Relief at Release

I breathed a sigh of relief yesterday as I ordered the first dozen author copies of my first book, Unleash, Unlearn, and Enliven: Seven Micro-Practices to Engage Your Somatic Wisdom. I get to buy at printing cost plus shipping from Amazon.

Is there some shameless self-promotion in this post? Yea you betcha, as we say in Minnesota.

I’m choosing to include not just the Amazon link as I encourage potential readers to buy the book, but also links at Bookshop.org, which supports Indie booksellers. I also include Barnes and Noble, because I truly miss hanging out in their bookstore/coffee shop as I did for many hours (days, weeks, months) back when I was finishing my masters thesis in 2006. I’m giving some love to Birchbark Books in Minneapolis. It is owned by author Louise Erdrich. I first read Love Medicine back in college I think. If you have never read Erdrich’s work, stop now and order a book by her. Any book. Don’t even read my book. Seriously, your money is better spent on her work if you haven’t read any of it yet.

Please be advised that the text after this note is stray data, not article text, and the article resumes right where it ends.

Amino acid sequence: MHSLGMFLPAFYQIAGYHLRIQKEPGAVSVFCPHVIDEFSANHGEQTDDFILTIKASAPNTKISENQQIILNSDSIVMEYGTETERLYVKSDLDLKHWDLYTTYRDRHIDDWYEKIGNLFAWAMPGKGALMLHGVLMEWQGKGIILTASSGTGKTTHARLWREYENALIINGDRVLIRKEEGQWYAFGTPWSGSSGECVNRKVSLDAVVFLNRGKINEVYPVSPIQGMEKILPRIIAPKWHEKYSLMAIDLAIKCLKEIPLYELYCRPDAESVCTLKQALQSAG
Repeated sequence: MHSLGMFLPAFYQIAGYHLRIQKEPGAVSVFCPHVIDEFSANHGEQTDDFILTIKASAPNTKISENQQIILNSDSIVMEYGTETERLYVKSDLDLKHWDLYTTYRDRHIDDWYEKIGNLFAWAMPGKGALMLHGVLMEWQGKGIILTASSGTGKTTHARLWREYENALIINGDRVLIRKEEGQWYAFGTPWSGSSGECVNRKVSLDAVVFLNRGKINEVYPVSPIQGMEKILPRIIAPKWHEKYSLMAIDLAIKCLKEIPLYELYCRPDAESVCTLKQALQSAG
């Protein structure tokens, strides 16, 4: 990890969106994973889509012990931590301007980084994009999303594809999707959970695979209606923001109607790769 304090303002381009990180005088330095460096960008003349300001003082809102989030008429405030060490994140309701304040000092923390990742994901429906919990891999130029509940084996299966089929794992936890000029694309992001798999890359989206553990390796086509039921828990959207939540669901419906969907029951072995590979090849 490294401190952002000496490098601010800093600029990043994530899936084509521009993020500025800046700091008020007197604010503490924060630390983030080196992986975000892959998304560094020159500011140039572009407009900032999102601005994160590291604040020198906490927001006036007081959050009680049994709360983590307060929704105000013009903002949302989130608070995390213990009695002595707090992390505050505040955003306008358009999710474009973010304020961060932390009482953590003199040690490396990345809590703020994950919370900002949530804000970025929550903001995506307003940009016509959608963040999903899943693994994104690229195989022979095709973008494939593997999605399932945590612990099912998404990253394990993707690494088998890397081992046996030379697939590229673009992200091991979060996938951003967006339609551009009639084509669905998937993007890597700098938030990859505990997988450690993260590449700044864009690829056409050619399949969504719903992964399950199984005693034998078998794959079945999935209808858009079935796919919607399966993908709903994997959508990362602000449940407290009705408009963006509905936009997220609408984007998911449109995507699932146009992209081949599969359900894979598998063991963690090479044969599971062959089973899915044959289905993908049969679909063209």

My deepest hope for my first book is that it feels like nourishment and support to those who are bicultural and/or neurodiverse, with ADHD, or those with sensitive nervous systems who want to love those parts of themselves they often hide in the shadows. There is much love contained in it, and much hard-won wisdom. And I know it’s not for everyone, but I hope it helps my peeps feel less alone.